I’m feeling a little off-balance today, not in a bad way, but in that “I’ve got houseguests” kind of way. It’s a mixture of happiness that they’re here, appreciation for their help, relief that my boys get to go on a fun outing with family today and have a little break from preschool and daycare…and a measure of sort of “ungroundedness,” I guess, where the cooking, cleaning, and daily routine stuff of being a working mom is concerned.
Last night I realized, as my mother, sister, and I dove into the dinner preparations (marinated flank steak, mashed potatoes, corn on the cob, and sliced tomatoes), that I was not cooking in my own kitchen so much as doing things according to my mother’s direction. It was a funny sort of phenomenon, which made me stand outside of myself a little bit and observe how I was sous-chefing dinner for my family, even though I have made flank steak and mashed potatoes a hundred times. Something about that family dynamic sends all but the very strongest back into childhood a bit, I think. And on the one hand, it was very, very nice to have other people pitching in and someone else at the helm of the operation. On the other hand, it just doesn’t feel natural anymore, because I’ve grown used to being the captain of my kitchen. (One more thing that doesn’t feel natural: these nautical metaphors. Think I’ll abandon those for now.)
But as always, we did cook dinner, and it was a good dinner, and L. ate so well that he even ate his corn (not a favorite vegetable of his), albeit one kernel at a time. P. was so fascinated by the presence of three people who don’t often show up in his house that he splashed around in his mashed potatoes a bit, scraped some bits of steak off his tongue, and slurped through a little peach sauce before simply getting down and running back and forth between us all, pointing and grinning and showing off: “‘ZAT?” he’d squawk. “Who’s that?” we’d parrot. “GAN-tahhhh!” “Yes, P., that’s Grampa! Good job!”
Having observed the boys at dinner, my mother’s thoughts began turning rapidly to today — the first time in nearly a year when she will be with both of my children for a full day without either myself or my husband present. She, Dad, and D. are planning to take the boys someplace fun (leaving the choice up to L.), and bring a picnic lunch along. I’ve told her that since she is in charge for the day, she can feed them whatever she wants; it’s a fun day, a picnic day, and she fed me for my entire childhood, so I’m pretty sure she can be trusted. But Mom was concerned. She’d picked up some fried chicken, a nice treat that everyone will enjoy. “And what to go with it?” she wondered. “What will the boys eat?”
I shrugged. “Applesauce,” I offered. “They both like that. Yogurt for P. There are pretzels and things.” I was thinking that on a picnic, since we hadn’t had time to really prepare and plan and make some things that travel well for the kids to eat, anything beyond these offerings might be ambitious. Especially at the end of the week, when we’re running low on groceries and produce, making it harder for me to get creative on the spot.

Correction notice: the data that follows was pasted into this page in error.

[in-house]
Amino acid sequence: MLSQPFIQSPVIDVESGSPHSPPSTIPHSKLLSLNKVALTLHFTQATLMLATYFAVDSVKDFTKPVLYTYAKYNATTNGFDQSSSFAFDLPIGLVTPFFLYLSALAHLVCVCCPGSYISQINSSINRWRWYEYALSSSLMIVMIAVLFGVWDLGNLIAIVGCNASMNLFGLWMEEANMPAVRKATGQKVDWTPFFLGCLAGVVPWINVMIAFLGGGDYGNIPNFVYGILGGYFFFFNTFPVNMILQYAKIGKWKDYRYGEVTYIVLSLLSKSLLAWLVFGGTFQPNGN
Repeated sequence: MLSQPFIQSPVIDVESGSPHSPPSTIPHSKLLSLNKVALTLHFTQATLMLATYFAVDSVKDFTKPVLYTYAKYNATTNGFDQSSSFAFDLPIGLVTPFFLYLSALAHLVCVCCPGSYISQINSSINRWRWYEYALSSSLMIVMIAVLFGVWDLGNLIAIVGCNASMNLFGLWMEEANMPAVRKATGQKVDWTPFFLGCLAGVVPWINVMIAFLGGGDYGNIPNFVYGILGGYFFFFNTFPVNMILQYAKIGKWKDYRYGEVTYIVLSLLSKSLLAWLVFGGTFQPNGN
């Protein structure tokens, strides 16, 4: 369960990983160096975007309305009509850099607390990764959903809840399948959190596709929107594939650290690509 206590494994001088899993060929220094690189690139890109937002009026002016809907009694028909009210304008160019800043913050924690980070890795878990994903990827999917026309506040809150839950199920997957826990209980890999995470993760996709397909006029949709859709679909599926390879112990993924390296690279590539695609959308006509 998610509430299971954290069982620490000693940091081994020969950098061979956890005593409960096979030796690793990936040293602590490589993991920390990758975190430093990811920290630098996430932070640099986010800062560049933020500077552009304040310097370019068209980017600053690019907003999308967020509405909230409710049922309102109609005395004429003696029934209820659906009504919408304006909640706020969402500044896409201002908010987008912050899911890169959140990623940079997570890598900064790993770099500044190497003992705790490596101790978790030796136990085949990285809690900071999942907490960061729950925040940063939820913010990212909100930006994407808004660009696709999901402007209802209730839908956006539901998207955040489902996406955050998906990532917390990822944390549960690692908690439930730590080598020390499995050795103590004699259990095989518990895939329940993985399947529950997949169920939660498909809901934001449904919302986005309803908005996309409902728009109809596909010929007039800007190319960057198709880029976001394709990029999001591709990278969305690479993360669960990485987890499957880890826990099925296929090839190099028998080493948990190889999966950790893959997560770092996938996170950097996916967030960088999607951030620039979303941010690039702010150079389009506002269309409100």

Mom curled her lip a bit, meaning that she wasn’t entirely thrilled with the menu. Neither was I. But I didn’t have a good answer. “You don’t have any of those…chip things, like you do, around here?” she asked. Bless her heart; Mom’s an avid follower of the blog.
“All out,” I replied. “They ate everything.”
By this point, it was 10 p.m. I glanced at the clock. My father, jokingly, said “Oh, just go whip up some more, why don’t you?”
“Sure,” I replied. “It’s only 3 hours to cook them. No trouble at all.” I rolled my eyes. Sighed. Wished that we’d had the conversation at 8 p.m. instead, because then…then I might have actually done it. I pictured the apples sitting on the counter in the kitchen, just waiting to be used.
We all went to bed with nothing resolved, but when I awoke this morning, I went downstairs knowing that the picnic would be the first thing on my mother’s mind today. Somehow, I went into autopilot mode. I knew what to do. And the moment she said, “I just want them to have something else with it all, to make it healthier,” I removed a baking sheet from the cupboard and started preheating the oven.
“I’ve got you covered, Mom,” I said, and set about making Roasted Potato Rounds from both red potatoes and sweet potatoes — a colorful melange of little disks littering the tray, glistening with a drizzle of olive oil and touch of sea salt. Roasted at 400 degrees for about 30-40 minutes, with their skins still on, the potato rounds become crunchy on the outside, fluffy on the inside, and have a pleasant little salty bite that L. loves. Last time I made these, for dinner a few weeks ago, both boys devoured them and I had to practically flip a coin to decide who was getting the scant leftovers in his lunch the next day. The empty containers that came home from school proved that they’re apparently good cold as well as hot.
Crisis averted — it’s still not a complete, gourmet, super-healthy picnic, but at least there will be chicken and sweet potatoes and fruit in some form. It did set me to thinking, though. I have to wonder if all the effort I put into preparing fruits and vegetables in a way that will entice the kids, especially L., to eat them is making them, somehow, into worse eaters, or at least eaters who are harder to please. If they won’t eat raw carrots, if just tossing a banana into the picnic basket isn’t an option, if there are so few easy, no-prep options that can be packed up and enjoyed on a lazy summer day, have I set the bar too high? Or is it simply that I wasn’t really prepared for this, and therefore didn’t have the right things on hand? Are my kids becoming demanding eaters, or am I just off-balance?